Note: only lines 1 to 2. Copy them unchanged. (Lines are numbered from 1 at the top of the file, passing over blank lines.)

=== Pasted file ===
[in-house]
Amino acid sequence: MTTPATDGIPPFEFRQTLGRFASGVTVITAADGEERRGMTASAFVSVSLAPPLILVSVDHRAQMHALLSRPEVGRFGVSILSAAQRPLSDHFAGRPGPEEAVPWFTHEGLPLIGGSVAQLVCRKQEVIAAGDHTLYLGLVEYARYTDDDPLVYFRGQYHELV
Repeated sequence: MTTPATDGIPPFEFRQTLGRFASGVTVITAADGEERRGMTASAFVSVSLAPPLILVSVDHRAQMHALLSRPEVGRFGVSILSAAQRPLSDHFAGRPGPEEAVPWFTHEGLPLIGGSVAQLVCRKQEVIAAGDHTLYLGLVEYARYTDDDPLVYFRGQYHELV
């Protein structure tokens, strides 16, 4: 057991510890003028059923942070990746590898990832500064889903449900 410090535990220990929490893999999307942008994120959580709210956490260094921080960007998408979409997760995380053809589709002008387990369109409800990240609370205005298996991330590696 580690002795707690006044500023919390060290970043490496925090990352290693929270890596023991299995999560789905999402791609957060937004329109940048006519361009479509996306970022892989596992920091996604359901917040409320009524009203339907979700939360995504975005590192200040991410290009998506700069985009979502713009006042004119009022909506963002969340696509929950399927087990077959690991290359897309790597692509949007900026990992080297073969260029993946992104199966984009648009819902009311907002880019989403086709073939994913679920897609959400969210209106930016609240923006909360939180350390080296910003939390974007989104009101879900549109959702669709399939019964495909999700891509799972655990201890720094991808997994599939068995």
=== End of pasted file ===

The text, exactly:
[in-house]
Amino acid sequence: MTTPATDGIPPFEFRQTLGRFASGVTVITAADGEERRGMTASAFVSVSLAPPLILVSVDHRAQMHALLSRPEVGRFGVSILSAAQRPLSDHFAGRPGPEEAVPWFTHEGLPLIGGSVAQLVCRKQEVIAAGDHTLYLGLVEYARYTDDDPLVYFRGQYHELV